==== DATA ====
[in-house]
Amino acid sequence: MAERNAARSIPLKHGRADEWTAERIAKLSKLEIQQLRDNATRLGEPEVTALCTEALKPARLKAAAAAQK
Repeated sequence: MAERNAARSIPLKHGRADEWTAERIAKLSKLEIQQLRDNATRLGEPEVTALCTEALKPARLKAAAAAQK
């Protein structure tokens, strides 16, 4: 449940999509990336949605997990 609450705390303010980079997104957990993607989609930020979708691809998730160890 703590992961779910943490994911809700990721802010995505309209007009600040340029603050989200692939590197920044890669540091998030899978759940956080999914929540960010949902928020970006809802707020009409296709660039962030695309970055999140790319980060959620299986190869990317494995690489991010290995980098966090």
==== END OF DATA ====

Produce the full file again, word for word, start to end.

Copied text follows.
[in-house]
Amino acid sequence: MAERNAARSIPLKHGRADEWTAERIAKLSKLEIQQLRDNATRLGEPEVTALCTEALKPARLKAAAAAQK
Repeated sequence: MAERNAARSIPLKHGRADEWTAERIAKLSKLEIQQLRDNATRLGEPEVTALCTEALKPARLKAAAAAQK
């Protein structure tokens, strides 16, 4: 449940999509990336949605997990 609450705390303010980079997104957990993607989609930020979708691809998730160890 703590992961779910943490994911809700990721802010995505309209007009600040340029603050989200692939590197920044890669540091998030899978759940956080999914929540960010949902928020970006809802707020009409296709660039962030695309970055999140790319980060959620299986190869990317494995690489991010290995980098966090």